MSC moved in to their new offices just days after the Brexit vote in 2016 and since then have invested heavily in the site, with MSC Cruise Management being based in the building. This impressive operation has a state of the art control room with direct links to every ship in the MSC Cruises fleet and is the nerve centre for the fleet worldwide. The Cruise Management area is also set up with representatives from every department you’d find on a cruise ship.

Captain Pier Paolo Scala and MD of MSC Uk and Ireland Antonio Paradiso gave us a talk on this impressive operation.

Following the tour of the Cruise Management Centre it was back down to the atrium for the big reveal from Antonio – you can watch the full video live in our Facebook group but the key highlights are:

  • MSC Magnifica will sail from Southampton once again in 2021 after being renovated at Fincantieri’s ship yard
  • The renovation will include the addition of a new 25 metre section to stretch the ship
  • 215 new cabins will be added, which will take the percentage of balcony cabins onboard to over 65%
  • A new water park and splash area will be added, some of which will be indoors – perfect for any weather
  • An additional speciality restaurant will be added and the existing one reconfigured
  • The Southampton season will feature 24 sailings, with exciting, new itineraries to the Canary Islands, Norwegian Fjords, The Baltic and of course the favourite Northern Europe classics of Zeebrugge and Hamburg
  • MSC Magnifica will only embark guests at the port of Southampton

Speaking to us Antonio mentioned that a lot of feedback has been taken from the conversations on our Facebook forum and he spends time everyday reading the forum to keep up with how UK and Irish guests are feeling.

The evening was rounded off with a DJ set from DJ Paradise! Thank you for such a great evening MSC

Big ship, small ships, relationships…

Looking at your first MSC cruise and wondering which ship to pick?

Seasoned cruisers will usually tell you they go on itinerary first and that the ‘hardware’ i.e. the ship, isn’t that important to them. But, you’ve seen online the pictures of Swarovski crystal stairs or cosmopolitan indoor promenades… Stories of zip wires high above the ocean… You have kids and a selection of log flumes is important to you… Or you don’t want to go on a mega ship and would prefer a smaller, more traditional ship.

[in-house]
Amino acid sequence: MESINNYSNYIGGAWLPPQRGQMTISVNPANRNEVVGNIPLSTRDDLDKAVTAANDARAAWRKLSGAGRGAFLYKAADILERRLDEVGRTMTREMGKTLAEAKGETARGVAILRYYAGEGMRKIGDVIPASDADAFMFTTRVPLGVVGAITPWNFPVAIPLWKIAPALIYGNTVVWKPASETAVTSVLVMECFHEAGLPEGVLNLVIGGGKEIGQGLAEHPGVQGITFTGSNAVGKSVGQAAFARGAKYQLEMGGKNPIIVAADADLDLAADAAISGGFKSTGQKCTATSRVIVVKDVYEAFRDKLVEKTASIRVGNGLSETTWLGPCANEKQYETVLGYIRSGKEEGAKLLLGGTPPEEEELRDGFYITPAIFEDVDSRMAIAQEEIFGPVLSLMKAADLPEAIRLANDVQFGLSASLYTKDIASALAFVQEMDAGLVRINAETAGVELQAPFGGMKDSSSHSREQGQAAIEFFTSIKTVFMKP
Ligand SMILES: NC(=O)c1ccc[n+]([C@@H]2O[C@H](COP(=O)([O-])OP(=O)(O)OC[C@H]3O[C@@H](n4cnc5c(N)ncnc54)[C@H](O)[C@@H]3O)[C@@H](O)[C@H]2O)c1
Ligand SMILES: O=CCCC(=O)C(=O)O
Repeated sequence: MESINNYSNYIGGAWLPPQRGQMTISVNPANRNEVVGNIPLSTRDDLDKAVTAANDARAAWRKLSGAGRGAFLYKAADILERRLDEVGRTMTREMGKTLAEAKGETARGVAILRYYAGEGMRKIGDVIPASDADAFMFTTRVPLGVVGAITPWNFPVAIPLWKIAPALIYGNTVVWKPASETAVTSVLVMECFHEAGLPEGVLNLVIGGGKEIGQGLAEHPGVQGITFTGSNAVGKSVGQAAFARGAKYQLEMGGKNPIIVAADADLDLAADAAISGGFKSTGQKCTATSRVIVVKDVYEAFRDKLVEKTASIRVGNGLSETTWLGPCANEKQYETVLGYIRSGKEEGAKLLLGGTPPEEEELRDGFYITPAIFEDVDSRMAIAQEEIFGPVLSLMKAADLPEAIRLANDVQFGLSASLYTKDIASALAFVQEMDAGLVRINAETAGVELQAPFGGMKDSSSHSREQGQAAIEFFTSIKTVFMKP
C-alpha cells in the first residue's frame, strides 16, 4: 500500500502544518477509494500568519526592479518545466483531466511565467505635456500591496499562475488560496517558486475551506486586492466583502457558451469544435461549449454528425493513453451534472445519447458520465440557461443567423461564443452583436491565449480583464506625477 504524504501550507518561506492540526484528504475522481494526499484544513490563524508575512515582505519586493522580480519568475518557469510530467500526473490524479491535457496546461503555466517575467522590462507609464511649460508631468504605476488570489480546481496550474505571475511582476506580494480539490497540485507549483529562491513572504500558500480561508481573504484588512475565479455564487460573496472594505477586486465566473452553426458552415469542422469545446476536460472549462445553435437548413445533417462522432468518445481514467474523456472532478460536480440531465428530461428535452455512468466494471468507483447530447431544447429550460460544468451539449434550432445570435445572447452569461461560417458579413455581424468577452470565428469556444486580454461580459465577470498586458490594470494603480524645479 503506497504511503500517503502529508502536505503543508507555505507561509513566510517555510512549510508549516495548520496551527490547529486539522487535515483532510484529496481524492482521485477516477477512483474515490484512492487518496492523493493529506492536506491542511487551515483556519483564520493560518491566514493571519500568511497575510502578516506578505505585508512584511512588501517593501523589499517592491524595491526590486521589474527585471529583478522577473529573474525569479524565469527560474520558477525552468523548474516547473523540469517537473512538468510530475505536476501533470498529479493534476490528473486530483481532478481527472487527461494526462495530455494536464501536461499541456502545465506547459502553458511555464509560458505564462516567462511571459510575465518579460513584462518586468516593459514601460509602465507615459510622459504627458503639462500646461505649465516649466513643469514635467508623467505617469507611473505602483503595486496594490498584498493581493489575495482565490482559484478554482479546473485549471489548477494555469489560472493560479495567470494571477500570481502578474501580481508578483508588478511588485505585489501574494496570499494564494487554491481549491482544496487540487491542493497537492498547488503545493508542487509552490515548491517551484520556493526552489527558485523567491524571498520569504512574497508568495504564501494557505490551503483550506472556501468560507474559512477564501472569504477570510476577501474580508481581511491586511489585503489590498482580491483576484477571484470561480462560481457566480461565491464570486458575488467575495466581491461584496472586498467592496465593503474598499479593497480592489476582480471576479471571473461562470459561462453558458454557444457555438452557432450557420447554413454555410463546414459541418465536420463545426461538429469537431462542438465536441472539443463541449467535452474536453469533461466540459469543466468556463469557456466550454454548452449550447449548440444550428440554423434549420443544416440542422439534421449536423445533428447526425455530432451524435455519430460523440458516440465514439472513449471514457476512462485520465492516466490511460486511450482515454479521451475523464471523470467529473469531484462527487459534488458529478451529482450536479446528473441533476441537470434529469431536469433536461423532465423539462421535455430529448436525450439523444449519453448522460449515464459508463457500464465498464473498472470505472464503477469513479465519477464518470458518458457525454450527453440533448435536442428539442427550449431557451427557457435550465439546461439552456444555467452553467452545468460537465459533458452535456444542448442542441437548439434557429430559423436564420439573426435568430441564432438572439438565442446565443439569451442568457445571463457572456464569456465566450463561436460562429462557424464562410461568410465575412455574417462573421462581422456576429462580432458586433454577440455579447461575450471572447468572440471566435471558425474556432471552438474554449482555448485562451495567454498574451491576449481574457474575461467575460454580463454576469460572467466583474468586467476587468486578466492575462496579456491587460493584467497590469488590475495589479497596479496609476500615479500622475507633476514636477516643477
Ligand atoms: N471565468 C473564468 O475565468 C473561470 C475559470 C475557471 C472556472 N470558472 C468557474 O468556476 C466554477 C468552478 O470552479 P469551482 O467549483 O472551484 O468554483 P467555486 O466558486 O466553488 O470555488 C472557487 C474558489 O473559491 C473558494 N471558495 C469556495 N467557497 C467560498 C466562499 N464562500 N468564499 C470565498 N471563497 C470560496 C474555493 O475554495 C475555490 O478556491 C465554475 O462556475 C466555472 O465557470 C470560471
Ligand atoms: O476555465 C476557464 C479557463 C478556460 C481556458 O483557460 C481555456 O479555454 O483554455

Which ship should you go for?


Lirica Class

The Lirica Class of cruise ship are the oldest in the MSC fleet and also the smallest. These ships offer timeless elegance, and by the standards of other cruise lines are not actually that ‘old’ with MSC Armonia being 18 years old this year.


Ships in this class: MSC Armonia (2001), MSC Sinfonia (2002), MSC Lirica (2003),  and MSC Opera (2004).

What to expect: The Lirica class are around 65000 tonnes and carry approximately 2500 passengers at full capacity. This is small by modern standards but certainly not too small in our opinion.

We’ve sailed on all four of the ships in this class and had a wonderful holiday on each one of them. The addition of the children’s aqua park during the Renaissance Program when a new lounge and balcony cabins were added compliments the classic style of the ship. The ships were subject to an amazing engineering project which saw them cut open and extended.

The coffee lounge above guest services and by the theatre has been a consistent hang out for us; a great place to listen to piano.


There are no ‘bells and whistles’ in terms of water slides, sparkly stairs or a grand atrium however the ships are kept spotless and the intimate atmosphere means you will get to know the crew.

Find out more on MSC Opera, our most recent cruise on a Lirica class ship here

Musica Class

The Musica Class are in comparison mid-size and more modern, having been built between 2006 and 2010. Being on a larger scale these ships feature stunning atriums spanning a few decks with elegant marble stair cases.

At 92000-95000 GT they’re still ‘small’ in comparison to what’s being built today, however they certainly don’t feel it on the inside! The maximum capacity of MSC Poesia is around 3600 passengers.

Ships in this class: MSC Musica (2006), MSC Orchestra (2007), MSC Poesia (2008) and MSC Magnifica (2010)


What to expect: More balcony cabins than the Lirica class, which often makes a balcony good value. Central atrium with sweeping marble staircases for that perfect cruise ship photograph, speciality dining is available (at cost), bars and lounges with unique themes and styles. MSC Magnifica is unique in this class of cruise ship as she also features an indoor pool.

The Tiger Bar on MSC Magnifica had a great atmosphere and had us dancing all night.

Atrium, MSC Magnifica

Read more about our experience onboard MSC Magnifica here


Fantasia Class

The Fantasia Class of cruise ship are definite mega-ships. MSC Fantasia was our first MSC cruise and a ship we’ve had several cruises on so she holds a very special place in our hearts having first seen her while on a mini-break in Venice.

At 138,900 – 139,400 GT these ships are large and carry between around 4000 and 4400 guests (depending on cabin occupancy)

Ships in this class: MSC Fantasia (2008), MSC Splendida (2009), MSC Divina (2012), MSC Preziosa (2013)